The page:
Our series You Must Read This features authors talking about books they wholeheartedly recommend. Today, short story writer Asali Solomon picks a work of prose from a writer who is best known for her poetry.

ASALI SOLOMON: Gwendolyn Brooks, the late Pulitzer Prize winning poet, published only one work of fiction for adults - The Indispensable Maud Martha, a novella made up of 34 vignettes. Published in 1953, Maud Martha is the story of a girl who becomes a woman in 1940s black Chicago, told with minimal drama and maximal beauty.

The plot here resembles your life or mine, good days and bad, no headlines. But Maud Martha's riotous parade of human feeling will make you wonder what Brooks could have done with your life story. Though Maud never travels far from home, her restless imagination ranges widely. She gets the overweight girl at school who refuses to run in order to preserve her poise. Maud also deeply imagines the plight of those close to her, such as her husband Paul, who would rather be married to lighter skinned woman.

Maud even mind melds with lesser beings, including a mouse she catches and then sets free in an exuberant act of generosity, and a chicken whose dignity she acknowledges even while pulling out its guts to prepare it for the oven. It's easy to love the character of Maud, who is loyal, smart and makes hot chocolate so rich that even her high strung, critical mother must praise it.

Perhaps even more enchanting than the book's heroine is its language. I reread Maud Martha when I'm craving its creature comforts, the polished apples in a water green bowl of Maud's childhood autumns and the little diamond shaped cheeses that paprika had but breathed on which appear in her fantasies of New York.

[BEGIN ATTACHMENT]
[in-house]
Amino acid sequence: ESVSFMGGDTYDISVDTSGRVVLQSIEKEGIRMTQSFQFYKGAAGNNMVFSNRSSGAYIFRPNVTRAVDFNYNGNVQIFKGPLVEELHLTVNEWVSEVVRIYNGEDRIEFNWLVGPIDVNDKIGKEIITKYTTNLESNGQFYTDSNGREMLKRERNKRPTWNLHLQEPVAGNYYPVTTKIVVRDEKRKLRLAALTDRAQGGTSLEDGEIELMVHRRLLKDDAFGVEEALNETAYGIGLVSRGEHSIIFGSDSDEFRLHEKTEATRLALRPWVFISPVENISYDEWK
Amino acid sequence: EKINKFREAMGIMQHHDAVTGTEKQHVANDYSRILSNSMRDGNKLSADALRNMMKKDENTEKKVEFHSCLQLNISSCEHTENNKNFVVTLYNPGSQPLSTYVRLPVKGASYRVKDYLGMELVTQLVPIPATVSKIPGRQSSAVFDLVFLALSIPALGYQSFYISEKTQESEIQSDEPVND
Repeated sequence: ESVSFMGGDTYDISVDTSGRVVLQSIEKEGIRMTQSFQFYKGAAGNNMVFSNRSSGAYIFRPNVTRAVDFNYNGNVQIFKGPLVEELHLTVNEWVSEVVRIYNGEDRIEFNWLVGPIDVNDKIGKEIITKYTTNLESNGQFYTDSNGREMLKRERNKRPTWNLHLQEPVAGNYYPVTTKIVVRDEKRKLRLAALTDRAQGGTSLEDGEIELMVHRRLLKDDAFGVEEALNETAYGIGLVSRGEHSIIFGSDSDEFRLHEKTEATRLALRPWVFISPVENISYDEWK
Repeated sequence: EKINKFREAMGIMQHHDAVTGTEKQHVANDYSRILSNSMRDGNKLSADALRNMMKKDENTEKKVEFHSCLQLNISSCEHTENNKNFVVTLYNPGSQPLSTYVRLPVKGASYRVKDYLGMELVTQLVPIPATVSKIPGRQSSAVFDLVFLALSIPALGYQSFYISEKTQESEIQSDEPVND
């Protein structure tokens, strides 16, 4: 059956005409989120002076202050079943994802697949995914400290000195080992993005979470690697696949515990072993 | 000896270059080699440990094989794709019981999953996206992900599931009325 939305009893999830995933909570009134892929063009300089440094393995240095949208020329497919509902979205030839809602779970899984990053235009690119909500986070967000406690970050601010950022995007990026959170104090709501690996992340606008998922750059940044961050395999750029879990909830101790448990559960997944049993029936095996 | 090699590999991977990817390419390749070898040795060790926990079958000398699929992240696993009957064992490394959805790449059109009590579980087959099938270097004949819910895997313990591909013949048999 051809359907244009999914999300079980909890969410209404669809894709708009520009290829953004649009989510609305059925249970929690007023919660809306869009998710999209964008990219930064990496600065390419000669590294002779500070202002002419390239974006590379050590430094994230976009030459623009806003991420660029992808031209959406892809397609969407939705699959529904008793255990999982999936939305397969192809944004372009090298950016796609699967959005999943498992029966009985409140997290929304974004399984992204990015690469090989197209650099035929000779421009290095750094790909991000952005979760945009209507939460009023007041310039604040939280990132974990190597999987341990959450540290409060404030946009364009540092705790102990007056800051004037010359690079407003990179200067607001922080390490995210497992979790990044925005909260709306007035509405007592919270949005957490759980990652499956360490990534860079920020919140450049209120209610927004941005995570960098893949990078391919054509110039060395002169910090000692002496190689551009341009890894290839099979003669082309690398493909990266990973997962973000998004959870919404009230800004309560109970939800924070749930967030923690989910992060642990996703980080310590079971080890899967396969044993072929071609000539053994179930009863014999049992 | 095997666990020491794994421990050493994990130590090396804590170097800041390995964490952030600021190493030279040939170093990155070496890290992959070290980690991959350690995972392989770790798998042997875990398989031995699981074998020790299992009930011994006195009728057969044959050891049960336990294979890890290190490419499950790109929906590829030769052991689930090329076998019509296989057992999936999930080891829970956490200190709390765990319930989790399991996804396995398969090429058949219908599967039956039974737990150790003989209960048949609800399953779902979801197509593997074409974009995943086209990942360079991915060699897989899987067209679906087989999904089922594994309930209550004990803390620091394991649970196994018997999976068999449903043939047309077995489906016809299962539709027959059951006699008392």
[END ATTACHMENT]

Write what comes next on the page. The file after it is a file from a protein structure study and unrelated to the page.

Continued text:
I also admire Brooks's skill at gracefully evoking the nastiness of life, the thick fumes smelling of gray in Maud's tiny apartment. The soaked tissue of cheap barbecue that her tacky husband brings home for Christmas night and the scraps of baffled hate she occasionally experiences. Brooks collapses distinctions between poetry and prose, ending many of the chapters with elliptical but potent musings.

Young Maud awaits a visit from a white schoolmate and suddenly becomes aware and ashamed of her feelings of gratitude to the boy for visiting a black household. We never witness the encounter. Rather the scene ends with a haunting little verse. “Recipient and benefactor. It's so good of you. You're being so good.”

Years later, when Paul takes pregnant Maud to a dance only to spend all night romancing a girl with a gold spangled bosom, Maud briefly considers attacking her rival, only to conclude that if the root was sour, what business did she have up there hacking at a leaf.

Like her best loved poems, this novella is not only the chronicle of one small life, but a mirror reflecting what shines and shimmers at the edges of each reader's everyday existence.

SIEGEL: Asali Solomon is the author of a collection of short stories Get Down. And for more impassioned book recommends, you can visit our Web site

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